by RD Hartwell
At 8:37 a.m. the sun finally burns off a sufficient amount of the morning fog to plant thin, hazy squares of orange on the umber carpet. These are bisected at odd angles by the shadows cast from the thin strips of wood holding each pane of glass in the door leading to the back. The black and white cat, almost a feline pinto, disengages himself from the cushion on the rocker in front of the dead fireplace and, after circling twice counterclockwise to propitiate the gods, settles into an attitude of a miniature sphinx, exactly centered in one of the new, orange squares. The cat faces the door and the sun and the outside and, with great pleasure, slits his eyes against the glare and prepares to enjoy the expected warmth reflected through the glass. He is much smarter than the other occupants of the house still abed and, even if disappointed later, knows enough of life to enjoy the moment, this moment, right now. The two jays, squabbling in the bush just to the left outside the door, fighting over the favors of a third, larger jay perched on top of the fourth strand of the tautly stretched barbed wire strung between two posts next to the bush, hardly disturbed the napping cat at all.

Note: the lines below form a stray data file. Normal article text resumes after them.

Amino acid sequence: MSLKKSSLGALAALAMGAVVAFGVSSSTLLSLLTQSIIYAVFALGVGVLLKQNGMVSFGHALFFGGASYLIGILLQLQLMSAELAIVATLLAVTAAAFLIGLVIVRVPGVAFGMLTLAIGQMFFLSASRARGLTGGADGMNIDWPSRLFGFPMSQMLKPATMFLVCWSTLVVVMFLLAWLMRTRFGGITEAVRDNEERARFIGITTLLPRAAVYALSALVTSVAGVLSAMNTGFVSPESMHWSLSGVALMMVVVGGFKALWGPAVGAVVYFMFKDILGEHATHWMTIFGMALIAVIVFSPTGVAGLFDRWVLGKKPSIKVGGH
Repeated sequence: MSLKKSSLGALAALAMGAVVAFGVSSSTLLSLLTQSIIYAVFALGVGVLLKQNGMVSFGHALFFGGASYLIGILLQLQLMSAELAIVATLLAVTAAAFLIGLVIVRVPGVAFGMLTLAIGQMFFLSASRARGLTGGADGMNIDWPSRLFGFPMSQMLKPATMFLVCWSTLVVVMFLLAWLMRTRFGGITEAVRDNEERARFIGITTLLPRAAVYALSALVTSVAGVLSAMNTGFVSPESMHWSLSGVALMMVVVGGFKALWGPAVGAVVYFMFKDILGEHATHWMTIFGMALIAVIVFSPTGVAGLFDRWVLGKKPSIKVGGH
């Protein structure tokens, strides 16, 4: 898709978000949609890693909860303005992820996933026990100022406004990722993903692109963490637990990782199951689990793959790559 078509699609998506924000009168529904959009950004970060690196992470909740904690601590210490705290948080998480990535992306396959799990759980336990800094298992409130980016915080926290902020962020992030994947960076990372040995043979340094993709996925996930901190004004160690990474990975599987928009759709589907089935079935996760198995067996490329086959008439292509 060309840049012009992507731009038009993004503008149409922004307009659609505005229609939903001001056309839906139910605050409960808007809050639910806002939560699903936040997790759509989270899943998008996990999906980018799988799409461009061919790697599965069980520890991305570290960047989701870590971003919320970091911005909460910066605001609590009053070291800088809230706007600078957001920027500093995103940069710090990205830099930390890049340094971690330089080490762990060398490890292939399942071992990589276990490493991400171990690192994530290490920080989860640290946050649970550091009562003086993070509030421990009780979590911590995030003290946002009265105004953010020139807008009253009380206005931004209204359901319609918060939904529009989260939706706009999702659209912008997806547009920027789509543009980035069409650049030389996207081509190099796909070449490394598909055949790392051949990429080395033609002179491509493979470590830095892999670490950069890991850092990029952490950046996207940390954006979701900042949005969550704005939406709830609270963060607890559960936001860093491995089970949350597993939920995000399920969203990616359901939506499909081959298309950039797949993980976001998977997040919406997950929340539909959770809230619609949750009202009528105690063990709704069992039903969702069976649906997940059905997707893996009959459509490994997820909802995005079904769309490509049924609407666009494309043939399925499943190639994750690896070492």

Editor's Note on this Piece: If only people could enjoy a moment like a cat does.